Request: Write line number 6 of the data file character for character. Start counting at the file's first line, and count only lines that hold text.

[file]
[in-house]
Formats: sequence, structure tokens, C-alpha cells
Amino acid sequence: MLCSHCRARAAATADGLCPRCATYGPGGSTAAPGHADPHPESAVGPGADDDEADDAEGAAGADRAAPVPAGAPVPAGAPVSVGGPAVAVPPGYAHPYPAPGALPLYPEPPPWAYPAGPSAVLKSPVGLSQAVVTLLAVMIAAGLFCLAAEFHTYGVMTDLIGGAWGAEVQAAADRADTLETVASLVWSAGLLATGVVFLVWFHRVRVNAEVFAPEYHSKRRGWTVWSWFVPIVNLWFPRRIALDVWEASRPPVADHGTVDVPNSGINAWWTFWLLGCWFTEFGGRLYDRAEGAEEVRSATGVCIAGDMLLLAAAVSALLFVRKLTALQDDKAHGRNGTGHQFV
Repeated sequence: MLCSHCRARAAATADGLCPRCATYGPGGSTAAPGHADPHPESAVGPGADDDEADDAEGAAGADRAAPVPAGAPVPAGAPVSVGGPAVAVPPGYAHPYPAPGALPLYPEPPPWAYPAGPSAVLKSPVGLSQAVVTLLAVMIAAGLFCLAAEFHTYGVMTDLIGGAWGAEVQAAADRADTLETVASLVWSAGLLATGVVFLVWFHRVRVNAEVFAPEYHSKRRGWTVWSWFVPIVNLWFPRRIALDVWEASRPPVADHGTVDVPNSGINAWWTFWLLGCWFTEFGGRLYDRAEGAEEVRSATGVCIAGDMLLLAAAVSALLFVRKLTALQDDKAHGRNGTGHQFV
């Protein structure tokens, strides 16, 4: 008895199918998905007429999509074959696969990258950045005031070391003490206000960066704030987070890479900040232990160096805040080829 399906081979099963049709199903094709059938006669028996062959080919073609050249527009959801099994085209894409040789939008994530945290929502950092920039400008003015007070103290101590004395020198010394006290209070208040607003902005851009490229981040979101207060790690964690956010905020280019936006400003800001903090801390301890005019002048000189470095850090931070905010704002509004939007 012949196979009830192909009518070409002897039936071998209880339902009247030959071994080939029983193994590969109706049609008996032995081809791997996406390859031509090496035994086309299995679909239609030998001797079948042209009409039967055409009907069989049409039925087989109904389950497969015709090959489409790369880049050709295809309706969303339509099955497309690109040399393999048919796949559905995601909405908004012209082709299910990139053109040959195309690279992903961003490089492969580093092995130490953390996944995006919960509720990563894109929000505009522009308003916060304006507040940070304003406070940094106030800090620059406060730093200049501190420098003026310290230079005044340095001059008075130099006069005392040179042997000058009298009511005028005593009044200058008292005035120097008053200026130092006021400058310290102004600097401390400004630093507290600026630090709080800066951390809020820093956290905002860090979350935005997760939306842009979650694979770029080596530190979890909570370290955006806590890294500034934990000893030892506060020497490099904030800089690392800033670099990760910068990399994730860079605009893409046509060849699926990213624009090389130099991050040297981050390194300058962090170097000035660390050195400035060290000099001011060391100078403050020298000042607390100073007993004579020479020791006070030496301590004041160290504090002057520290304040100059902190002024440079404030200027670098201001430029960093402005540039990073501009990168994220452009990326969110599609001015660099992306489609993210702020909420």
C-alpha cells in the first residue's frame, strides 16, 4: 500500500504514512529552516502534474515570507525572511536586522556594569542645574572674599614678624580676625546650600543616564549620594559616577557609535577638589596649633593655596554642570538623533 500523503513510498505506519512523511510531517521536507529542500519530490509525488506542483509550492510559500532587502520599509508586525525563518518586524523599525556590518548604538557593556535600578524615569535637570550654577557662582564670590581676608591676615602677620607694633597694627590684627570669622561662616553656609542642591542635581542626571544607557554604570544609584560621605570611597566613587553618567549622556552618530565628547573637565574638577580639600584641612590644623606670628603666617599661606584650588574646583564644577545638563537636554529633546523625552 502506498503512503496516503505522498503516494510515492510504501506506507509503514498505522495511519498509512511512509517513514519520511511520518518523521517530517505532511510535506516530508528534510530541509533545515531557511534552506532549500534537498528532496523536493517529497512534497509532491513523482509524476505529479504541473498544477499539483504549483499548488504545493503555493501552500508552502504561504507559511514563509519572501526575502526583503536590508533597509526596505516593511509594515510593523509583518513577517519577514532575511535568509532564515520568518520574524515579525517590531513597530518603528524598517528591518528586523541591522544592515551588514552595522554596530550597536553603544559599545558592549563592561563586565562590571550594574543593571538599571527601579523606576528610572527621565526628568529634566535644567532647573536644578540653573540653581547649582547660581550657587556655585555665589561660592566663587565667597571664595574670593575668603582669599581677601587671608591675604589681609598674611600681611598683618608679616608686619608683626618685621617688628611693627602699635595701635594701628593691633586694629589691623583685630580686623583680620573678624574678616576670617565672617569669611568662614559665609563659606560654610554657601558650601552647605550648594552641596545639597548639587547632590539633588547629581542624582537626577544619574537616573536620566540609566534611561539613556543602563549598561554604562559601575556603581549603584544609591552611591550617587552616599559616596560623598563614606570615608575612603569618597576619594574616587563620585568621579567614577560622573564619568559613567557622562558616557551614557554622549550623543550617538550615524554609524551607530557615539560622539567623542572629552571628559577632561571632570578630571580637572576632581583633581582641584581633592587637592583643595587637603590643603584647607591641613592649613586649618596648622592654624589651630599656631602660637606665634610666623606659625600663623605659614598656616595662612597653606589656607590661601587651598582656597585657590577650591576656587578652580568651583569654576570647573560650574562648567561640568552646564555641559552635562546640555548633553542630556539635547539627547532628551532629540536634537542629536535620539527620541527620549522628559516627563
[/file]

C-alpha cells in the first residue's frame, strides 16, 4: 500500500504514512529552516502534474515570507525572511536586522556594569542645574572674599614678624580676625546650600543616564549620594559616577557609535577638589596649633593655596554642570538623533 500523503513510498505506519512523511510531517521536507529542500519530490509525488506542483509550492510559500532587502520599509508586525525563518518586524523599525556590518548604538557593556535600578524615569535637570550654577557662582564670590581676608591676615602677620607694633597694627590684627570669622561662616553656609542642591542635581542626571544607557554604570544609584560621605570611597566613587553618567549622556552618530565628547573637565574638577580639600584641612590644623606670628603666617599661606584650588574646583564644577545638563537636554529633546523625552 502506498503512503496516503505522498503516494510515492510504501506506507509503514498505522495511519498509512511512509517513514519520511511520518518523521517530517505532511510535506516530508528534510530541509533545515531557511534552506532549500534537498528532496523536493517529497512534497509532491513523482509524476505529479504541473498544477499539483504549483499548488504545493503555493501552500508552502504561504507559511514563509519572501526575502526583503536590508533597509526596505516593511509594515510593523509583518513577517519577514532575511535568509532564515520568518520574524515579525517590531513597530518603528524598517528591518528586523541591522544592515551588514552595522554596530550597536553603544559599545558592549563592561563586565562590571550594574543593571538599571527601579523606576528610572527621565526628568529634566535644567532647573536644578540653573540653581547649582547660581550657587556655585555665589561660592566663587565667597571664595574670593575668603582669599581677601587671608591675604589681609598674611600681611598683618608679616608686619608683626618685621617688628611693627602699635595701635594701628593691633586694629589691623583685630580686623583680620573678624574678616576670617565672617569669611568662614559665609563659606560654610554657601558650601552647605550648594552641596545639597548639587547632590539633588547629581542624582537626577544619574537616573536620566540609566534611561539613556543602563549598561554604562559601575556603581549603584544609591552611591550617587552616599559616596560623598563614606570615608575612603569618597576619594574616587563620585568621579567614577560622573564619568559613567557622562558616557551614557554622549550623543550617538550615524554609524551607530557615539560622539567623542572629552571628559577632561571632570578630571580637572576632581583633581582641584581633592587637592583643595587637603590643603584647607591641613592649613586649618596648622592654624589651630599656631602660637606665634610666623606659625600663623605659614598656616595662612597653606589656607590661601587651598582656597585657590577650591576656587578652580568651583569654576570647573560650574562648567561640568552646564555641559552635562546640555548633553542630556539635547539627547532628551532629540536634537542629536535620539527620541527620549522628559516627563